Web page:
09 Feb Black History Month Highlight: Patricia & Eddie
Left to right Patricia Master and Eddie Hunter
Master’s Touch Ministry Makes its Mark
Patricia Master is the Assistant Coordinator. Eddie Hunter is the Pantry Coordinator. Together, they are building the church garden and the new children’s garden at Master’s Touch Ministry. They will soon be celebrating 50 years at the church.
What role has your church played in civil rights work in Jacksonville and/or in ensuring equitable access to food?
(Eddie): We make sure that they know about our history, what it is, and what it has been. We highlight the people that have contributed to where we are now.
Of course, we contribute food to this area, which is a food desert. People (here) don’t have access to fresh vegetables and fruits. We do our distributions at least three times a month, and we are also in the process of creating a garden by the pond outside our church. We want to make sure that people get what they need. It is an awesome feeling to make sure we are doing what the Lord wants us to do in this area.
What does the future of your church look like in the community? How are you currently thriving?
(Eddie): We’ve (been) here for 50 years, and by the grace of God, we’ll be here 50 more.
(Pat): We have dedicated people in our church who support us and what we are doing. As I said, in addition to the (food) pantry, we have our garden. We’ve had some ups and downs with little critters out there in the woods. But the Lord is blessing our work here, and the pantry is now flourishing. We average about 250 people a week for each food distribution. It is a lot of work, but we have food volunteers who are very dedicated, even people who don’t go to the congregation here.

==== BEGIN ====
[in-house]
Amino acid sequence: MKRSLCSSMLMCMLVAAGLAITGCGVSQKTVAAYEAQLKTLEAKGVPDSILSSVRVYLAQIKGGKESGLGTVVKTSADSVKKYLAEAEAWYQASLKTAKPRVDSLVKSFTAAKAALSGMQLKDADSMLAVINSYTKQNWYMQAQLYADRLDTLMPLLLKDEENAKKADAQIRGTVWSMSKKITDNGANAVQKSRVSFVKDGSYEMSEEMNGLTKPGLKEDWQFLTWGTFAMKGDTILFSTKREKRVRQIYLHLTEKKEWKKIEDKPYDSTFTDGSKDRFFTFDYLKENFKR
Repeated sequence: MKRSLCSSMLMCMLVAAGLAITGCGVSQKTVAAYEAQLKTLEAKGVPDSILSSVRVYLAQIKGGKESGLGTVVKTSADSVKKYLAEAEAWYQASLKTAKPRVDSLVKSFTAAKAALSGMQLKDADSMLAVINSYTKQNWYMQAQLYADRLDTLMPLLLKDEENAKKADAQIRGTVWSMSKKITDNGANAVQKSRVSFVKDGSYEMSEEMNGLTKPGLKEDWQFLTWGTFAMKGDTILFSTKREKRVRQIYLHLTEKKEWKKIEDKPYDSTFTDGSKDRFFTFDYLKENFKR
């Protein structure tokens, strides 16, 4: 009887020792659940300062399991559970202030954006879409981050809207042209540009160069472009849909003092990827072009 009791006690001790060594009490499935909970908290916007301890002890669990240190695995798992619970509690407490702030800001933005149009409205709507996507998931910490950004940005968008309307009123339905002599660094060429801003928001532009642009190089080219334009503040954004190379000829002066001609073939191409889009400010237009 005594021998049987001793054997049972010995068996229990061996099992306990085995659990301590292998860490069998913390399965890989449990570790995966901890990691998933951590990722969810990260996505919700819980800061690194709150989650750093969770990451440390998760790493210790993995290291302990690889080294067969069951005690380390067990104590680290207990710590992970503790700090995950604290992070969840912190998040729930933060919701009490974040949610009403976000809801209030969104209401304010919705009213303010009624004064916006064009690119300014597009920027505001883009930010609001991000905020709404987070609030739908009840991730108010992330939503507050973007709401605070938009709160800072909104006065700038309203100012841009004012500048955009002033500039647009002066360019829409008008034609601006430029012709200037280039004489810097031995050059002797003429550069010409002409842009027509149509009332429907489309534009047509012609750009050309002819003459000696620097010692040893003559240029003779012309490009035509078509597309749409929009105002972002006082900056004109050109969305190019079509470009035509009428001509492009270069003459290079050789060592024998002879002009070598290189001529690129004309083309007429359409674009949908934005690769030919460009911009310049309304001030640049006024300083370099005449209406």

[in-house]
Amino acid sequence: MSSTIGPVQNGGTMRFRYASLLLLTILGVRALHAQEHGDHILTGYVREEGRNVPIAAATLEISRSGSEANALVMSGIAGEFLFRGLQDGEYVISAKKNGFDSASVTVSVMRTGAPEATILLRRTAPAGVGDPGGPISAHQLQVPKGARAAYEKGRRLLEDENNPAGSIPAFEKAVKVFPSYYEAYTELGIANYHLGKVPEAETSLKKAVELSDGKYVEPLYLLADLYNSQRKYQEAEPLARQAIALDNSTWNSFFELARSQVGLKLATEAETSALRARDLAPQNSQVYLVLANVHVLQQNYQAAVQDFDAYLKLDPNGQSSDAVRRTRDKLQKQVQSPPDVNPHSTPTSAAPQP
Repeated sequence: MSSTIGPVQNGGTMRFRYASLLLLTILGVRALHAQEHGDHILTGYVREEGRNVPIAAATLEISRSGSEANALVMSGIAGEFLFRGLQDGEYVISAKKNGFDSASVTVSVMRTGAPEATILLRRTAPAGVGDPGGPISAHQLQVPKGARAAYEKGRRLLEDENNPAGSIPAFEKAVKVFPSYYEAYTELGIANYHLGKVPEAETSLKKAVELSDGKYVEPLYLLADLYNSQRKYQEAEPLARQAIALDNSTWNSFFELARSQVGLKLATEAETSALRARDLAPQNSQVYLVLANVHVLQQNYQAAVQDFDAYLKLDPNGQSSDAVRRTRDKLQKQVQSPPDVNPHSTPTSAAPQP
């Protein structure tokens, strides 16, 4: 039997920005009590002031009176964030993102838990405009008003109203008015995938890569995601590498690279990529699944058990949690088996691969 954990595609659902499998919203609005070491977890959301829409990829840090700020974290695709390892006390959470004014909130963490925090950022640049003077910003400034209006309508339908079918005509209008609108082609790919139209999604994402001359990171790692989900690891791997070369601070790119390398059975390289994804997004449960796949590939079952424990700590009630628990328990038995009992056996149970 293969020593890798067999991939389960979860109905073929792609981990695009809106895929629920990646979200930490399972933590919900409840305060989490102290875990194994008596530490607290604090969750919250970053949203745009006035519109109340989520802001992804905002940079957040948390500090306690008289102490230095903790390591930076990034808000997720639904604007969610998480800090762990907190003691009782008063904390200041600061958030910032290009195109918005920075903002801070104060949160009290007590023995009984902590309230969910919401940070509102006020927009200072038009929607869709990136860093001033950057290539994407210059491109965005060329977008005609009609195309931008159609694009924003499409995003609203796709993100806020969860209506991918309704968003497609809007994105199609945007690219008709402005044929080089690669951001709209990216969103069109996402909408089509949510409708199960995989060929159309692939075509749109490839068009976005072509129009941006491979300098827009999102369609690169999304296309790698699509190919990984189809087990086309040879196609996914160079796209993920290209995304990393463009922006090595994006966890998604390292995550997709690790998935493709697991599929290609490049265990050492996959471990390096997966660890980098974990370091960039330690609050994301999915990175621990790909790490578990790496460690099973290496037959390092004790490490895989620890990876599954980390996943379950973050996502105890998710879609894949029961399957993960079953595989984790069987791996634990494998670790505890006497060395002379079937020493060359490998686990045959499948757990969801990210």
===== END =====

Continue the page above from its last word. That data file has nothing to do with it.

How has your community garden project enabled you to talk about sustainable access to nutritious foods?
(Eddie): Sustainability is our goal because, a lot of times, you can not depend on vendors for fresh produce. This initiative that we got involved with actually is from a pastor in Baltimore, MA, Brother Heber Brown, who introduced us to the Black Church of Food Security Network. (The organization) encourages churches to use their vacant ground to produce food instead of grass, so that concept has caught on. We have about eight churches here in Jacksonville participating and numerous more up the east coast (and now nationwide).
They’ve supported us and have encouraged us with our past idea, which was a “Pot for Every Porch.” It gives seniors, children, and everyone the opportunity to participate in the garden.
(Pat): A lot of our members are seniors, and they’re not going to go out and dig in the dirt. So, a “Pot for Every Porch” was created so that everybody could participate. We got the baskets and the soil, the seeds and gloves, and the shovels, and we distributed them to everyone that wanted to participate. They would plant the seeds (at their homes), and when (the seeds bloomed) they brought them back. And we would put them in the (church) garden for them. That way, they could feel like they were a part of the garden even though they could not go out and dig in the dirt.
And now, as we press into 2023, we are starting the Children’s Garden, and we are pushing that… It helps young children appreciate growing a garden. (It helps them) know what the contents of the soil are. And have an appreciation for going to the grocery store where everything is not magically appearing on the shelves. We want to pull a lot of young children in a teach them about growing and planting their own food.
(Eddie): Jesus has given us this, and we are trying to be the best stewards of what he has given us. We don’t want to take it for granted. We want to make every use of it that we can. And leave a legacy.